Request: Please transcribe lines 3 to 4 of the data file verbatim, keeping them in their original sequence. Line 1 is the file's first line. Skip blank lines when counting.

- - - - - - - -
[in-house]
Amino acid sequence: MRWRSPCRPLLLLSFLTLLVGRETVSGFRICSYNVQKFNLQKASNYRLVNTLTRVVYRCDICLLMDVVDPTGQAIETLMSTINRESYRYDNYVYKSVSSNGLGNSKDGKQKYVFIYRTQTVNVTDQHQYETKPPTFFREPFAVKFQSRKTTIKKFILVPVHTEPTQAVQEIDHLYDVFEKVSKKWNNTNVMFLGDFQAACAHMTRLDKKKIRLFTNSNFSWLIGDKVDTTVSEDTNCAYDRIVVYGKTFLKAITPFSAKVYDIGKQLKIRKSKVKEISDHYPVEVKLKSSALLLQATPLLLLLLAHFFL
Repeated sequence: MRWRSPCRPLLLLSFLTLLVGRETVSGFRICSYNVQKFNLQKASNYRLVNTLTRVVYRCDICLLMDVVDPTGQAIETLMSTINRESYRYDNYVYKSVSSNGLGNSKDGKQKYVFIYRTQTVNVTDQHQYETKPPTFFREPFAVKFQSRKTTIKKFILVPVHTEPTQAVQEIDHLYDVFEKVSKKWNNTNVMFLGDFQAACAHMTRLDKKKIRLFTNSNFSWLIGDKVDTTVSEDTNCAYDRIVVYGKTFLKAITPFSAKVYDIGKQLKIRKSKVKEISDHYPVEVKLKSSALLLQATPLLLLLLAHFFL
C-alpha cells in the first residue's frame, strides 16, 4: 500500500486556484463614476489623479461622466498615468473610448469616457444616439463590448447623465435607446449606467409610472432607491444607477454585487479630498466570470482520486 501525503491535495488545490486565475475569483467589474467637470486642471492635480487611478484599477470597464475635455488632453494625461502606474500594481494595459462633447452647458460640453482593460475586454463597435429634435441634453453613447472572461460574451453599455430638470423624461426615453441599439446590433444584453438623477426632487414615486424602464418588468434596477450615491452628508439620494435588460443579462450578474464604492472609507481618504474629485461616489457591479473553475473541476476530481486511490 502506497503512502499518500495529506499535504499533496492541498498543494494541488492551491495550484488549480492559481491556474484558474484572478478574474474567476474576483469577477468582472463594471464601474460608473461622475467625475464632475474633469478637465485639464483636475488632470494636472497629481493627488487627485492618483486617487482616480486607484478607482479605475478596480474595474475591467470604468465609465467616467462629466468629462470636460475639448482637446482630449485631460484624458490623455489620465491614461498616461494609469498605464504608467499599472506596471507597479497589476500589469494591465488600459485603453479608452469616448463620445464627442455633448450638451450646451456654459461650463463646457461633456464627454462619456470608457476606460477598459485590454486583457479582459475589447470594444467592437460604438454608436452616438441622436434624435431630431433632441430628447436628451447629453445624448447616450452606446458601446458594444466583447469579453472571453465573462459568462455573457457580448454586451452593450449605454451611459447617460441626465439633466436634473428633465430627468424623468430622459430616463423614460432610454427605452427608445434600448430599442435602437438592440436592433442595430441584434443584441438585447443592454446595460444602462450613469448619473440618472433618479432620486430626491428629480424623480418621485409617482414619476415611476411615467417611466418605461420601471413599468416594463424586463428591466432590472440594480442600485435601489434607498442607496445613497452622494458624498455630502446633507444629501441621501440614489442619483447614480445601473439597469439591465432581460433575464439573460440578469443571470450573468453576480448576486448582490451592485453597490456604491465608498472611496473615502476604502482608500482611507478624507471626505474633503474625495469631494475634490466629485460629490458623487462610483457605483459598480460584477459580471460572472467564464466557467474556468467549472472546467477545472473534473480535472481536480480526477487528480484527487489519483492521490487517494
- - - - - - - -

Repeated sequence: MRWRSPCRPLLLLSFLTLLVGRETVSGFRICSYNVQKFNLQKASNYRLVNTLTRVVYRCDICLLMDVVDPTGQAIETLMSTINRESYRYDNYVYKSVSSNGLGNSKDGKQKYVFIYRTQTVNVTDQHQYETKPPTFFREPFAVKFQSRKTTIKKFILVPVHTEPTQAVQEIDHLYDVFEKVSKKWNNTNVMFLGDFQAACAHMTRLDKKKIRLFTNSNFSWLIGDKVDTTVSEDTNCAYDRIVVYGKTFLKAITPFSAKVYDIGKQLKIRKSKVKEISDHYPVEVKLKSSALLLQATPLLLLLLAHFFL
C-alpha cells in the first residue's frame, strides 16, 4: 500500500486556484463614476489623479461622466498615468473610448469616457444616439463590448447623465435607446449606467409610472432607491444607477454585487479630498466570470482520486 501525503491535495488545490486565475475569483467589474467637470486642471492635480487611478484599477470597464475635455488632453494625461502606474500594481494595459462633447452647458460640453482593460475586454463597435429634435441634453453613447472572461460574451453599455430638470423624461426615453441599439446590433444584453438623477426632487414615486424602464418588468434596477450615491452628508439620494435588460443579462450578474464604492472609507481618504474629485461616489457591479473553475473541476476530481486511490 502506497503512502499518500495529506499535504499533496492541498498543494494541488492551491495550484488549480492559481491556474484558474484572478478574474474567476474576483469577477468582472463594471464601474460608473461622475467625475464632475474633469478637465485639464483636475488632470494636472497629481493627488487627485492618483486617487482616480486607484478607482479605475478596480474595474475591467470604468465609465467616467462629466468629462470636460475639448482637446482630449485631460484624458490623455489620465491614461498616461494609469498605464504608467499599472506596471507597479497589476500589469494591465488600459485603453479608452469616448463620445464627442455633448450638451450646451456654459461650463463646457461633456464627454462619456470608457476606460477598459485590454486583457479582459475589447470594444467592437460604438454608436452616438441622436434624435431630431433632441430628447436628451447629453445624448447616450452606446458601446458594444466583447469579453472571453465573462459568462455573457457580448454586451452593450449605454451611459447617460441626465439633466436634473428633465430627468424623468430622459430616463423614460432610454427605452427608445434600448430599442435602437438592440436592433442595430441584434443584441438585447443592454446595460444602462450613469448619473440618472433618479432620486430626491428629480424623480418621485409617482414619476415611476411615467417611466418605461420601471413599468416594463424586463428591466432590472440594480442600485435601489434607498442607496445613497452622494458624498455630502446633507444629501441621501440614489442619483447614480445601473439597469439591465432581460433575464439573460440578469443571470450573468453576480448576486448582490451592485453597490456604491465608498472611496473615502476604502482608500482611507478624507471626505474633503474625495469631494475634490466629485460629490458623487462610483457605483459598480460584477459580471460572472467564464466557467474556468467549472472546467477545472473534473480535472481536480480526477487528480484527487489519483492521490487517494